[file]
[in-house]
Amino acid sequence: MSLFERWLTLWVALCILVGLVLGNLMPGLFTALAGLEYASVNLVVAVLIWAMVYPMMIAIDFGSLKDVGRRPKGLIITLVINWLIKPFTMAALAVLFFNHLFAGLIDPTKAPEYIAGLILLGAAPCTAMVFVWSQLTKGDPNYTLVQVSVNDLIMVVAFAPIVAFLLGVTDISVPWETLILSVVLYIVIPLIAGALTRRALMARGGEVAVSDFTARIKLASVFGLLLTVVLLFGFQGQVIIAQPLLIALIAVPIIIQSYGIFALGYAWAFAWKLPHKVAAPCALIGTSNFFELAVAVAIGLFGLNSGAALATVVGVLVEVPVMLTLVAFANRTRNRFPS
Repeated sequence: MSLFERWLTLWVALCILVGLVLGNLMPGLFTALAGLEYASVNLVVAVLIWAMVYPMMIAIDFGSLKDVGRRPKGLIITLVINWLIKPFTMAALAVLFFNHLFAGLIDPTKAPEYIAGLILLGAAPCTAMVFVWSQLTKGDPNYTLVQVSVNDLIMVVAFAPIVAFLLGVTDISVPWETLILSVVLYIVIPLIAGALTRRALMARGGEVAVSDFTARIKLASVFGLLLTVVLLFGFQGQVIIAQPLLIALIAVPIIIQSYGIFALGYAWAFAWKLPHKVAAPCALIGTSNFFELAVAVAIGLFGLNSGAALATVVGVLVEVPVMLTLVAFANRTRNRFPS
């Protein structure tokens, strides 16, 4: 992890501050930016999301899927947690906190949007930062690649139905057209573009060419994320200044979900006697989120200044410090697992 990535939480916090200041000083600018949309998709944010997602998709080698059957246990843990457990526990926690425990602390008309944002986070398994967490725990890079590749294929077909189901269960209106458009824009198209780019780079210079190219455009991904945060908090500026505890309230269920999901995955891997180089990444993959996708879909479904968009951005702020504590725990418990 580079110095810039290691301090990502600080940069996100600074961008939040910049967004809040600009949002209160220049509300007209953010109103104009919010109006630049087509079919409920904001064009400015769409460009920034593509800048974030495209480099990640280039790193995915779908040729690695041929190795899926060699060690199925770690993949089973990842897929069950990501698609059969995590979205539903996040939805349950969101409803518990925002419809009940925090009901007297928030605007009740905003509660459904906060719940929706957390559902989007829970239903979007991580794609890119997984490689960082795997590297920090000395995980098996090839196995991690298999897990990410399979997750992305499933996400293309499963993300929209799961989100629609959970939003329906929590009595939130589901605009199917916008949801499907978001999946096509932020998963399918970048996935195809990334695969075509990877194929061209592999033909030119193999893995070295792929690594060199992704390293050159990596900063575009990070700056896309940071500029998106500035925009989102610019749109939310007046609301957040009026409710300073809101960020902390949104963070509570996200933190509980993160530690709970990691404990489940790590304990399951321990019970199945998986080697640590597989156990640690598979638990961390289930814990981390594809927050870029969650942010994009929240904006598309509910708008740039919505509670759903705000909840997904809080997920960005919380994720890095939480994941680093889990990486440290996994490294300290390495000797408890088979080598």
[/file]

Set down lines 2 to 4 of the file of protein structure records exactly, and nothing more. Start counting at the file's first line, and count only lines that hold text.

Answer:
Amino acid sequence: MSLFERWLTLWVALCILVGLVLGNLMPGLFTALAGLEYASVNLVVAVLIWAMVYPMMIAIDFGSLKDVGRRPKGLIITLVINWLIKPFTMAALAVLFFNHLFAGLIDPTKAPEYIAGLILLGAAPCTAMVFVWSQLTKGDPNYTLVQVSVNDLIMVVAFAPIVAFLLGVTDISVPWETLILSVVLYIVIPLIAGALTRRALMARGGEVAVSDFTARIKLASVFGLLLTVVLLFGFQGQVIIAQPLLIALIAVPIIIQSYGIFALGYAWAFAWKLPHKVAAPCALIGTSNFFELAVAVAIGLFGLNSGAALATVVGVLVEVPVMLTLVAFANRTRNRFPS
Repeated sequence: MSLFERWLTLWVALCILVGLVLGNLMPGLFTALAGLEYASVNLVVAVLIWAMVYPMMIAIDFGSLKDVGRRPKGLIITLVINWLIKPFTMAALAVLFFNHLFAGLIDPTKAPEYIAGLILLGAAPCTAMVFVWSQLTKGDPNYTLVQVSVNDLIMVVAFAPIVAFLLGVTDISVPWETLILSVVLYIVIPLIAGALTRRALMARGGEVAVSDFTARIKLASVFGLLLTVVLLFGFQGQVIIAQPLLIALIAVPIIIQSYGIFALGYAWAFAWKLPHKVAAPCALIGTSNFFELAVAVAIGLFGLNSGAALATVVGVLVEVPVMLTLVAFANRTRNRFPS
């Protein structure tokens, strides 16, 4: 992890501050930016999301899927947690906190949007930062690649139905057209573009060419994320200044979900006697989120200044410090697992 990535939480916090200041000083600018949309998709944010997602998709080698059957246990843990457990526990926690425990602390008309944002986070398994967490725990890079590749294929077909189901269960209106458009824009198209780019780079210079190219455009991904945060908090500026505890309230269920999901995955891997180089990444993959996708879909479904968009951005702020504590725990418990 580079110095810039290691301090990502600080940069996100600074961008939040910049967004809040600009949002209160220049509300007209953010109103104009919010109006630049087509079919409920904001064009400015769409460009920034593509800048974030495209480099990640280039790193995915779908040729690695041929190795899926060699060690199925770690993949089973990842897929069950990501698609059969995590979205539903996040939805349950969101409803518990925002419809009940925090009901007297928030605007009740905003509660459904906060719940929706957390559902989007829970239903979007991580794609890119997984490689960082795997590297920090000395995980098996090839196995991690298999897990990410399979997750992305499933996400293309499963993300929209799961989100629609959970939003329906929590009595939130589901605009199917916008949801499907978001999946096509932020998963399918970048996935195809990334695969075509990877194929061209592999033909030119193999893995070295792929690594060199992704390293050159990596900063575009990070700056896309940071500029998106500035925009989102610019749109939310007046609301957040009026409710300073809101960020902390949104963070509570996200933190509980993160530690709970990691404990489940790590304990399951321990019970199945998986080697640590597989156990640690598979638990961390289930814990981390594809927050870029969650942010994009929240904006598309509910708008740039919505509670759903705000909840997904809080997920960005919380994720890095939480994941680093889990990486440290996994490294300290390495000797408890088979080598």